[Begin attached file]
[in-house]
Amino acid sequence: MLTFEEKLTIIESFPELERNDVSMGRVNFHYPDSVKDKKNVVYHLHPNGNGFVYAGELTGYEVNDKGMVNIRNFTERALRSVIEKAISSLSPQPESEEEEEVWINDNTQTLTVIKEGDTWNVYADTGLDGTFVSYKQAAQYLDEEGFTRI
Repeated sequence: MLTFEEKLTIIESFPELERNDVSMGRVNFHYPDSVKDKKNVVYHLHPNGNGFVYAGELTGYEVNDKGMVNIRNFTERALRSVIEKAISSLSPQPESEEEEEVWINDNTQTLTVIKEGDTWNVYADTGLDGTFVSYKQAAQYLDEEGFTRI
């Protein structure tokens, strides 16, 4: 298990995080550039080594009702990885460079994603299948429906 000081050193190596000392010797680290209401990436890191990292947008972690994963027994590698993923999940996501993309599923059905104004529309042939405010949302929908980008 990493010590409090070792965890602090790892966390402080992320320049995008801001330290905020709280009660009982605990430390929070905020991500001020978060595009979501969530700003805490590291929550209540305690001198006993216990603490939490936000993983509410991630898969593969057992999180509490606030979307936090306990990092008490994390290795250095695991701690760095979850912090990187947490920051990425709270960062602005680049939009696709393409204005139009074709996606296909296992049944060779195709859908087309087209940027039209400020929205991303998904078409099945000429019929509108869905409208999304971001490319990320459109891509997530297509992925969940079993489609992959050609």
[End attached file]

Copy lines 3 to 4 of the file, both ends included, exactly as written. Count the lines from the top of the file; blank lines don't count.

Repeated sequence: MLTFEEKLTIIESFPELERNDVSMGRVNFHYPDSVKDKKNVVYHLHPNGNGFVYAGELTGYEVNDKGMVNIRNFTERALRSVIEKAISSLSPQPESEEEEEVWINDNTQTLTVIKEGDTWNVYADTGLDGTFVSYKQAAQYLDEEGFTRI
């Protein structure tokens, strides 16, 4: 298990995080550039080594009702990885460079994603299948429906 000081050193190596000392010797680290209401990436890191990292947008972690994963027994590698993923999940996501993309599923059905104004529309042939405010949302929908980008 990493010590409090070792965890602090790892966390402080992320320049995008801001330290905020709280009660009982605990430390929070905020991500001020978060595009979501969530700003805490590291929550209540305690001198006993216990603490939490936000993983509410991630898969593969057992999180509490606030979307936090306990990092008490994390290795250095695991701690760095979850912090990187947490920051990425709270960062602005680049939009696709393409204005139009074709996606296909296992049944060779195709859908087309087209940027039209400020929205991303998904078409099945000429019929509108869905409208999304971001490319990320459109891509997530297509992925969940079993489609992959050609």